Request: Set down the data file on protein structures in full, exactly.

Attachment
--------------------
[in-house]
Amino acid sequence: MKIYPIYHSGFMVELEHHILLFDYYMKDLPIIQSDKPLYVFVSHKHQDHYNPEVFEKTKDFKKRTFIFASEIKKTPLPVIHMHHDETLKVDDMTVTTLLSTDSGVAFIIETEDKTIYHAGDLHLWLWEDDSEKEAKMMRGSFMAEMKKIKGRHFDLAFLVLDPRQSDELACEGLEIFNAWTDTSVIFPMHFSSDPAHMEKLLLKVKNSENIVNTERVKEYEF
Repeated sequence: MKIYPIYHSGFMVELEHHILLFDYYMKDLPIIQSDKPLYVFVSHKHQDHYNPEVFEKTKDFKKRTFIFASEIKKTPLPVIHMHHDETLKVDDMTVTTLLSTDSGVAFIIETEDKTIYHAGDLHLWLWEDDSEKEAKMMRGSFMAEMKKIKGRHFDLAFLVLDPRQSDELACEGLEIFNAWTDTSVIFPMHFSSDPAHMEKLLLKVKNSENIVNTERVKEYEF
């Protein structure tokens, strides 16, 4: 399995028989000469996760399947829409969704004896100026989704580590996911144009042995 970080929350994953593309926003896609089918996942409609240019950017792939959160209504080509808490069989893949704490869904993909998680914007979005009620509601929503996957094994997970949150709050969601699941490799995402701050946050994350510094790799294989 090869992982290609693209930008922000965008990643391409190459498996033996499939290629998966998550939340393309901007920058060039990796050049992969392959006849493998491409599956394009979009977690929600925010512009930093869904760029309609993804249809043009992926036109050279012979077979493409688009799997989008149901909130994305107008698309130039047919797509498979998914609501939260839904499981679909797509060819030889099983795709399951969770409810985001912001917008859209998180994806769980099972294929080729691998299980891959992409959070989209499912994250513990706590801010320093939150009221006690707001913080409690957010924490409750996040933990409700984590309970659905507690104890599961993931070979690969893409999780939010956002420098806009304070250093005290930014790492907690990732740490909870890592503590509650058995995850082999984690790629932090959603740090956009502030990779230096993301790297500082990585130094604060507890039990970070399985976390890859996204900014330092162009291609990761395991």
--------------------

[in-house]
Amino acid sequence: MKIYPIYHSGFMVELEHHILLFDYYMKDLPIIQSDKPLYVFVSHKHQDHYNPEVFEKTKDFKKRTFIFASEIKKTPLPVIHMHHDETLKVDDMTVTTLLSTDSGVAFIIETEDKTIYHAGDLHLWLWEDDSEKEAKMMRGSFMAEMKKIKGRHFDLAFLVLDPRQSDELACEGLEIFNAWTDTSVIFPMHFSSDPAHMEKLLLKVKNSENIVNTERVKEYEF
Repeated sequence: MKIYPIYHSGFMVELEHHILLFDYYMKDLPIIQSDKPLYVFVSHKHQDHYNPEVFEKTKDFKKRTFIFASEIKKTPLPVIHMHHDETLKVDDMTVTTLLSTDSGVAFIIETEDKTIYHAGDLHLWLWEDDSEKEAKMMRGSFMAEMKKIKGRHFDLAFLVLDPRQSDELACEGLEIFNAWTDTSVIFPMHFSSDPAHMEKLLLKVKNSENIVNTERVKEYEF
């Protein structure tokens, strides 16, 4: 399995028989000469996760399947829409969704004896100026989704580590996911144009042995 970080929350994953593309926003896609089918996942409609240019950017792939959160209504080509808490069989893949704490869904993909998680914007979005009620509601929503996957094994997970949150709050969601699941490799995402701050946050994350510094790799294989 090869992982290609693209930008922000965008990643391409190459498996033996499939290629998966998550939340393309901007920058060039990796050049992969392959006849493998491409599956394009979009977690929600925010512009930093869904760029309609993804249809043009992926036109050279012979077979493409688009799997989008149901909130994305107008698309130039047919797509498979998914609501939260839904499981679909797509060819030889099983795709399951969770409810985001912001917008859209998180994806769980099972294929080729691998299980891959992409959070989209499912994250513990706590801010320093939150009221006690707001913080409690957010924490409750996040933990409700984590309970659905507690104890599961993931070979690969893409999780939010956002420098806009304070250093005290930014790492907690990732740490909870890592503590509650058995995850082999984690790629932090959603740090956009502030990779230096993301790297500082990585130094604060507890039990970070399985976390890859996204900014330092162009291609990761395991």